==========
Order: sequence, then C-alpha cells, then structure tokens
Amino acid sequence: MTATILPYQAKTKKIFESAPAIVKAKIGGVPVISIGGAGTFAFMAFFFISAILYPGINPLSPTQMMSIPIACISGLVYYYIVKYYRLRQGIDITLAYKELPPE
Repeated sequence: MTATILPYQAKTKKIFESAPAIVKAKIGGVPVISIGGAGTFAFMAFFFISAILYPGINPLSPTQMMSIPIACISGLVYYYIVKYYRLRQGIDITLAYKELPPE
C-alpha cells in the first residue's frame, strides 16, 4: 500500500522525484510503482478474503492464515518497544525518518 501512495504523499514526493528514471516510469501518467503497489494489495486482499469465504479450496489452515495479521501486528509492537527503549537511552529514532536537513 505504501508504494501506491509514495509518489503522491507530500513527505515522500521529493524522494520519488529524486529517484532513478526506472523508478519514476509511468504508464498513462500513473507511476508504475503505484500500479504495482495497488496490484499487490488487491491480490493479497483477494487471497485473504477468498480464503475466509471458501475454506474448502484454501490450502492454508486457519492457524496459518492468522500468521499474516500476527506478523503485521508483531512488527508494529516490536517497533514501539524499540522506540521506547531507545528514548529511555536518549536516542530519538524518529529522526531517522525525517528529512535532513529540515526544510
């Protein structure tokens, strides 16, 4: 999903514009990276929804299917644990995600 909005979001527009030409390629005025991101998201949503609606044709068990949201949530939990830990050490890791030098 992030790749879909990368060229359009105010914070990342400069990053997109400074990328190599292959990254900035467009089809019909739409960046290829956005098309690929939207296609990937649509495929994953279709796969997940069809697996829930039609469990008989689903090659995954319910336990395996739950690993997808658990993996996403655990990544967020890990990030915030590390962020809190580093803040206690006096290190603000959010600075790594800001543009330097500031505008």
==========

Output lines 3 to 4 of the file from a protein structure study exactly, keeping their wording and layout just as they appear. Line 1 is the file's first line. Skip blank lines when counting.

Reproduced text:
Repeated sequence: MTATILPYQAKTKKIFESAPAIVKAKIGGVPVISIGGAGTFAFMAFFFISAILYPGINPLSPTQMMSIPIACISGLVYYYIVKYYRLRQGIDITLAYKELPPE
C-alpha cells in the first residue's frame, strides 16, 4: 500500500522525484510503482478474503492464515518497544525518518 501512495504523499514526493528514471516510469501518467503497489494489495486482499469465504479450496489452515495479521501486528509492537527503549537511552529514532536537513 505504501508504494501506491509514495509518489503522491507530500513527505515522500521529493524522494520519488529524486529517484532513478526506472523508478519514476509511468504508464498513462500513473507511476508504475503505484500500479504495482495497488496490484499487490488487491491480490493479497483477494487471497485473504477468498480464503475466509471458501475454506474448502484454501490450502492454508486457519492457524496459518492468522500468521499474516500476527506478523503485521508483531512488527508494529516490536517497533514501539524499540522506540521506547531507545528514548529511555536518549536516542530519538524518529529522526531517522525525517528529512535532513529540515526544510